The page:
20 November: The Feast of Christ the King.
But what sort of King? What sort of God?The gospel reading has been used and abused with the Social Gospellers focussing on the good deeds for the vulnerable and poor, and the Evangelical wing focussing on eternal punishment.
In developing this piece I depended on the work of the Linn’s in their book Good Goats which helps us re-image God.
The parable of the talents has come to be read in the light of our English word “talent”, that it is in some way about using our gifts.
After a colleague had provided a wonderfully challenging rewriting for modern times along the same lines I came across notes which I had which completely reinterprets the parable and points us in the direction of questioning our image of God.
The audience would have been expecting Jesus to praise the third man for doing one in the eye of such a “harsh” man, but the reading I’ve found points us in quite a different direction. “How did you know I was thus?”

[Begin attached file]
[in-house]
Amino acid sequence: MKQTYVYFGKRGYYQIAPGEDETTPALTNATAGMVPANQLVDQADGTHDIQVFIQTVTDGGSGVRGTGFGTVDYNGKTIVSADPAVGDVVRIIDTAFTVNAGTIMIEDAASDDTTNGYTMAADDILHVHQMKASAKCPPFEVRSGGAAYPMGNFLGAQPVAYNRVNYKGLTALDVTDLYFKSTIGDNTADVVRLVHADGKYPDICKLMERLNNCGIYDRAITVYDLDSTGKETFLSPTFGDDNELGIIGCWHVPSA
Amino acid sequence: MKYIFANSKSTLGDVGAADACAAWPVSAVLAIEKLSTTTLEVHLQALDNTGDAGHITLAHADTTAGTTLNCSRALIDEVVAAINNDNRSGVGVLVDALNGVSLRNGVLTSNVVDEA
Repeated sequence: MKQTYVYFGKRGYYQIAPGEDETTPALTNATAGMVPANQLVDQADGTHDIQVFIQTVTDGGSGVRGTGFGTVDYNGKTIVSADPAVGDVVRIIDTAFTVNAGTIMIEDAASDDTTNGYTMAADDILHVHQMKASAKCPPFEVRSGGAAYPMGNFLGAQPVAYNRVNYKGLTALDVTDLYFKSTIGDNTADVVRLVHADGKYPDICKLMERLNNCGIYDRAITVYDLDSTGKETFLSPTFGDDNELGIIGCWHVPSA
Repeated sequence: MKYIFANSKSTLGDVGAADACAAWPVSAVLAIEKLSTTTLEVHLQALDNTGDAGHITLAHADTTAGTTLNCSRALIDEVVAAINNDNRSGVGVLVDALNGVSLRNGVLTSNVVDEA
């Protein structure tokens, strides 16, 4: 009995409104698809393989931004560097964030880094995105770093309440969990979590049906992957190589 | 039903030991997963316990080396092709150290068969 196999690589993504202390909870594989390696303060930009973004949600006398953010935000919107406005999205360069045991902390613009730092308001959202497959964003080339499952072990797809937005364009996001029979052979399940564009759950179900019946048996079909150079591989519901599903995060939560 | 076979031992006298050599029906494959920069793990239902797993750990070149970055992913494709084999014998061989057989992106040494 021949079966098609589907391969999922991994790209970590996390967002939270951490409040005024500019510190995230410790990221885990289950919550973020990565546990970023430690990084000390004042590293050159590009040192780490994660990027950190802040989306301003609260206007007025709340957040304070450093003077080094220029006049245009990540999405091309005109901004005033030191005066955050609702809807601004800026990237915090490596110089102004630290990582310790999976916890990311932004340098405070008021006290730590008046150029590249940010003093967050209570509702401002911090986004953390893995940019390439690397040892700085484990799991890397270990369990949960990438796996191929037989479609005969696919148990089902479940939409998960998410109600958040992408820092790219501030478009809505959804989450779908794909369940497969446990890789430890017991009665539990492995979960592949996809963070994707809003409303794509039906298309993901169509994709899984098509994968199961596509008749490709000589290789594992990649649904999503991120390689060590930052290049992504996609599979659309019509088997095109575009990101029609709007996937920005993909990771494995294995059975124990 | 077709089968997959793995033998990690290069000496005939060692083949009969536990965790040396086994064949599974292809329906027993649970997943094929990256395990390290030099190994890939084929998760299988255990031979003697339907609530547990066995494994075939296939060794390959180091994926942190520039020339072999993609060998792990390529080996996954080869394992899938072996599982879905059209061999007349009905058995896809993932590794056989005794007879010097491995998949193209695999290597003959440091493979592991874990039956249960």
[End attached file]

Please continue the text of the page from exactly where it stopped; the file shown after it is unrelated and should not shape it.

What is the fundamental image of God that we live our lives by – both as a community and as individual Christians (if such a combination of words isn’t an oxymnoron!)
I had last week off preaching which was good as Denise had appointments with Palliative care and the District Nurse getting pain and wound care sorted out better.The theme of how we grieve in NZ society is constantly present in an older congregation as spouses and friends slip away in death.
The idea I proffered that the bridesmaids didn’t need to go away to get oil because surely it was more important to be there than to have the right stuff (a lit lamp) evoked some curiosity, especially as it is directed to the whole community being called to the Messianic banquet.
Lord, Lord… I do not know you.
October 23 – Labour Weekend
I titled the sermon as a play on the tense of the Greek Matthew used in giving us Jesus’ words “You shall love…”
It is not a construction that English easily relates to because it expresses a future state that is aimed at from the present.
I thought I’d posted this one, but it’s not there. I still have a range of books on my shelf written mainly by NZ Anglicans in the early to mid nineties gathering a lot of ideas about poverty and justice in New Zealand. The Closer Together Whakatata Mai web site gave me impetus to reopon them and see the link between the “greedies” of Jesus day and ours.